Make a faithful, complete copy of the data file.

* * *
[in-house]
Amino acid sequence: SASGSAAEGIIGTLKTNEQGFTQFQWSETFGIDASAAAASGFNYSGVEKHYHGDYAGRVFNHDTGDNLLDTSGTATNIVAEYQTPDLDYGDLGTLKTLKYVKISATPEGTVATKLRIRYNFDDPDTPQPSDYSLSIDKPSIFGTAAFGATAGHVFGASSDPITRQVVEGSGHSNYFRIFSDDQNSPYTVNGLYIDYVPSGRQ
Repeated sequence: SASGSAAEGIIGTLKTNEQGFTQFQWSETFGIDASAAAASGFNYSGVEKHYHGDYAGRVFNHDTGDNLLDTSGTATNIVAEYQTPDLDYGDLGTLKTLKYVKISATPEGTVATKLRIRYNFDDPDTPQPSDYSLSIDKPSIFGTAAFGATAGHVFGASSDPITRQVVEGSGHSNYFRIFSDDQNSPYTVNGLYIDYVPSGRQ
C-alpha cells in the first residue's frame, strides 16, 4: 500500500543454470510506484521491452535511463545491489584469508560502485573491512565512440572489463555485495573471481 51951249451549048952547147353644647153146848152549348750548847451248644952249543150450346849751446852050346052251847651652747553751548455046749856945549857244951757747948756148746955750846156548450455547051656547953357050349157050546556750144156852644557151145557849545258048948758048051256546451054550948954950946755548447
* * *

[in-house]
Amino acid sequence: SASGSAAEGIIGTLKTNEQGFTQFQWSETFGIDASAAAASGFNYSGVEKHYHGDYAGRVFNHDTGDNLLDTSGTATNIVAEYQTPDLDYGDLGTLKTLKYVKISATPEGTVATKLRIRYNFDDPDTPQPSDYSLSIDKPSIFGTAAFGATAGHVFGASSDPITRQVVEGSGHSNYFRIFSDDQNSPYTVNGLYIDYVPSGRQ
Repeated sequence: SASGSAAEGIIGTLKTNEQGFTQFQWSETFGIDASAAAASGFNYSGVEKHYHGDYAGRVFNHDTGDNLLDTSGTATNIVAEYQTPDLDYGDLGTLKTLKYVKISATPEGTVATKLRIRYNFDDPDTPQPSDYSLSIDKPSIFGTAAFGATAGHVFGASSDPITRQVVEGSGHSNYFRIFSDDQNSPYTVNGLYIDYVPSGRQ
C-alpha cells in the first residue's frame, strides 16, 4: 500500500543454470510506484521491452535511463545491489584469508560502485573491512565512440572489463555485495573471481 51951249451549048952547147353644647153146848152549348750548847451248644952249543150450346849751446852050346052251847651652747553751548455046749856945549857244951757747948756148746955750846156548450455547051656547953357050349157050546556750144156852644557151145557849545258048948758048051256546451054550948954950946755548447